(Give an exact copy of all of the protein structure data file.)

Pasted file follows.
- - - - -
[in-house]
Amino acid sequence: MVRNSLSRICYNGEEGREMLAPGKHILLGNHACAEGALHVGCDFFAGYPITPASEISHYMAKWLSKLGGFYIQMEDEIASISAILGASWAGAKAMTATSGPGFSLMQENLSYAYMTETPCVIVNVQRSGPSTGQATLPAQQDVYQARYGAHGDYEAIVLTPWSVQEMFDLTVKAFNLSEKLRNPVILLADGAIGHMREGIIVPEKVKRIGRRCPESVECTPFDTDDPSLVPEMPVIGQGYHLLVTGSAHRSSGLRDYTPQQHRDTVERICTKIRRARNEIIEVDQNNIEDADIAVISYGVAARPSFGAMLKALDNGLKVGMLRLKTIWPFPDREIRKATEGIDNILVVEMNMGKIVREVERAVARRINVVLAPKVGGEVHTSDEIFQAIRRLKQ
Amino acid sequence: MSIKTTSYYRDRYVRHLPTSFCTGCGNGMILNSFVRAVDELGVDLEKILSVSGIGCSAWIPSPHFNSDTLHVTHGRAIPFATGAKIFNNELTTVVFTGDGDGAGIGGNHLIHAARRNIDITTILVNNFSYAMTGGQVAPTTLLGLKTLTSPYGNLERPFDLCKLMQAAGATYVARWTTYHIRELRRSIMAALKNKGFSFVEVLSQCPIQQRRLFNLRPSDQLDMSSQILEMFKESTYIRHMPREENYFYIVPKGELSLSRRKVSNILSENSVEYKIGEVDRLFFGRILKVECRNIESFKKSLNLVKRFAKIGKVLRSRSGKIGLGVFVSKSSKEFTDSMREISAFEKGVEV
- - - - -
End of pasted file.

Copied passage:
[in-house]
Amino acid sequence: MVRNSLSRICYNGEEGREMLAPGKHILLGNHACAEGALHVGCDFFAGYPITPASEISHYMAKWLSKLGGFYIQMEDEIASISAILGASWAGAKAMTATSGPGFSLMQENLSYAYMTETPCVIVNVQRSGPSTGQATLPAQQDVYQARYGAHGDYEAIVLTPWSVQEMFDLTVKAFNLSEKLRNPVILLADGAIGHMREGIIVPEKVKRIGRRCPESVECTPFDTDDPSLVPEMPVIGQGYHLLVTGSAHRSSGLRDYTPQQHRDTVERICTKIRRARNEIIEVDQNNIEDADIAVISYGVAARPSFGAMLKALDNGLKVGMLRLKTIWPFPDREIRKATEGIDNILVVEMNMGKIVREVERAVARRINVVLAPKVGGEVHTSDEIFQAIRRLKQ
Amino acid sequence: MSIKTTSYYRDRYVRHLPTSFCTGCGNGMILNSFVRAVDELGVDLEKILSVSGIGCSAWIPSPHFNSDTLHVTHGRAIPFATGAKIFNNELTTVVFTGDGDGAGIGGNHLIHAARRNIDITTILVNNFSYAMTGGQVAPTTLLGLKTLTSPYGNLERPFDLCKLMQAAGATYVARWTTYHIRELRRSIMAALKNKGFSFVEVLSQCPIQQRRLFNLRPSDQLDMSSQILEMFKESTYIRHMPREENYFYIVPKGELSLSRRKVSNILSENSVEYKIGEVDRLFFGRILKVECRNIESFKKSLNLVKRFAKIGKVLRSRSGKIGLGVFVSKSSKEFTDSMREISAFEKGVEV